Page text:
Using this tiny method, you could have a loop that fired off as many processes as you needed (based on your Apache capabilities of course) from a single web request. If you then busy-wait for a signal ie., perhaps a database row is updated or something, then you'd know when all of the processes were done.

The last item in my requirements above is scalability. Why this is most interesting to me, is if I have a tiny database of machine IPs that can do this little request, then I could pull all the available machines from a database, randomize which one I'll hit and then send the requests to that machine... more precisely, I could round-robin through ALL of the available processors and send my "threads" to each one - effectively distributing my workload to any number of potential back-end processors.

(As soon as I get into this notion, there will be whole bunches of questions on how I load balance this, which I do - I have great little scripts to help me handle my back-end process load balancing, but that is also beyond the scope of this article).

/p
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DangerMouse
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« Reply #1 on: February 13, 2008, 05:49:48 PM »

Interesting stuff Perk, nice post Smiley

Would something like this help even further do you think? http://en.wikipedia.org/wiki/HTTP_pipelining and http://syndk8.net/forum/index.php/topic,13602.0.html

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perkiset
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« Reply #2 on: February 13, 2008, 06:06:44 PM »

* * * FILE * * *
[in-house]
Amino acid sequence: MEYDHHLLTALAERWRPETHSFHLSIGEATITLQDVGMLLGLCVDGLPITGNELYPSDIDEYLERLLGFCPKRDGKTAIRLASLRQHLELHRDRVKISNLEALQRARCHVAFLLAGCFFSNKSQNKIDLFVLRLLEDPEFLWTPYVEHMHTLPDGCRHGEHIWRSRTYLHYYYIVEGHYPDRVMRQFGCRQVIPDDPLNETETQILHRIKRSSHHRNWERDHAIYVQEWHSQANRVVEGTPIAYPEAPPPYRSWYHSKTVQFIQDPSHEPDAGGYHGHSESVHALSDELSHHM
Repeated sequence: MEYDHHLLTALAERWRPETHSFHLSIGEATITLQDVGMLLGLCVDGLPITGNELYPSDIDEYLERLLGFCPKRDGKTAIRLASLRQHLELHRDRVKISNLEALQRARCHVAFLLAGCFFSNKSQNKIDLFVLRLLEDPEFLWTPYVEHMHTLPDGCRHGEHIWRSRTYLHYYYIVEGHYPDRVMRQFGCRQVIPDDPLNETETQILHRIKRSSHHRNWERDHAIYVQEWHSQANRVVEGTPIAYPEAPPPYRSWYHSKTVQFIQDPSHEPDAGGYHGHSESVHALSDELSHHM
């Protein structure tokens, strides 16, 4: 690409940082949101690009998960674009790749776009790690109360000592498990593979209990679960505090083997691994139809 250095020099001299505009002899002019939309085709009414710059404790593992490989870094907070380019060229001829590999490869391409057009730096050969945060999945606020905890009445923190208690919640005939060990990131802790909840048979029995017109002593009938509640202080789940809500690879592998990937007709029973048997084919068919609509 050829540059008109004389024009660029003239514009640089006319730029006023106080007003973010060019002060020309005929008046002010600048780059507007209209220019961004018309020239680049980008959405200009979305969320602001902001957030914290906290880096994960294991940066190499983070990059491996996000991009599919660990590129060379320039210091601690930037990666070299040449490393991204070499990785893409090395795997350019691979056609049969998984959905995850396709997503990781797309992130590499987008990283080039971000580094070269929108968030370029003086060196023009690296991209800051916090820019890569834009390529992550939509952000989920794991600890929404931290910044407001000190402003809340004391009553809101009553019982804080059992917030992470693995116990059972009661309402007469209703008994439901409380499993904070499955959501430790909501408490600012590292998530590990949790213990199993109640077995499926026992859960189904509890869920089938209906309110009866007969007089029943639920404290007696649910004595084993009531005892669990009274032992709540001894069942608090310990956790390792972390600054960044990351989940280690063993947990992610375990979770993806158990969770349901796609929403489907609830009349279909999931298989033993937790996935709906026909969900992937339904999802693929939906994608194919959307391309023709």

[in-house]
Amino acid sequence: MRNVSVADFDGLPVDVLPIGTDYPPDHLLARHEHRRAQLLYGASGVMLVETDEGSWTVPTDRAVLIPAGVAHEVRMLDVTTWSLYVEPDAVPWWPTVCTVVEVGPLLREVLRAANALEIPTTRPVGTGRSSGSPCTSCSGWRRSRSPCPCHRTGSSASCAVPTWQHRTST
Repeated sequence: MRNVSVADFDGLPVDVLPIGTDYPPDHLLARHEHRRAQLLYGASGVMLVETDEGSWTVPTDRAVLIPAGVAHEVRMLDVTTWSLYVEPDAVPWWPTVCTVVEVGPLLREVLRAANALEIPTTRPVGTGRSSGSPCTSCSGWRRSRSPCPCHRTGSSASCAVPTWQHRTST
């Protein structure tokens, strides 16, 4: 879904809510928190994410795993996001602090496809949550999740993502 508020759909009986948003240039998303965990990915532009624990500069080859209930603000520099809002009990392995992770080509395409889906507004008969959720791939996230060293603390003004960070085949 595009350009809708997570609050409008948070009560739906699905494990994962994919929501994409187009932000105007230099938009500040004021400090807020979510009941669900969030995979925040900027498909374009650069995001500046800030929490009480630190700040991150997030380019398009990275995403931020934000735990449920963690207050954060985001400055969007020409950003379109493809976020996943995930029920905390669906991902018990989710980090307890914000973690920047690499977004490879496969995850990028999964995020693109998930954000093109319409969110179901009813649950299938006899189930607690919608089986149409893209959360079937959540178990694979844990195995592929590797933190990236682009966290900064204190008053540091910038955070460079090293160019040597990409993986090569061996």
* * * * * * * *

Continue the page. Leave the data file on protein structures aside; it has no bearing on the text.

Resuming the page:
I am thinking through how pipelining would be implemented in my webRequest2 class... just haven't put it together yet because I haven't had a need. Have you looked at the class and considered doing a mod and sharing it? That'd be vurrah cool...

thanks BTW,
/p
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« Reply #3 on: February 14, 2008, 03:55:42 PM »

I based a curl webrequest class I built largely on inspiration from your original, so I'm sure modifying it shouldnt be too tricky - more a case of working out suitable error checking and use cases.

Not really sure which parts of the header get repeated when pipelining nor do I have experience of working at socket level but I'll certainly look into it Smiley

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perkiset
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« Reply #4 on: February 14, 2008, 06:48:04 PM »

Update: Using this methodology for the aforementioned projects and it *sings*.
I am extremely pleased with its stability and speed - and since it does not involve *real* multithreading but rather the same sort of "paging" that apache normally employs, logging is easy and clean.
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« Reply #5 on: February 19, 2008, 07:45:03 AM »

Bah.

Wish I'd been around last week to tell you I've been working on something similar the past 2 weeks and I could've been sharing what I've done.
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perkiset
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« Reply #6 on: February 19, 2008, 10:13:20 AM »

Great minds and all... glad to hear that it's worked out for you as well.

I'm finding that I love how stable it is under load. This, of course, makes perfect sense because it's Apache and all... but it still is delightful to see.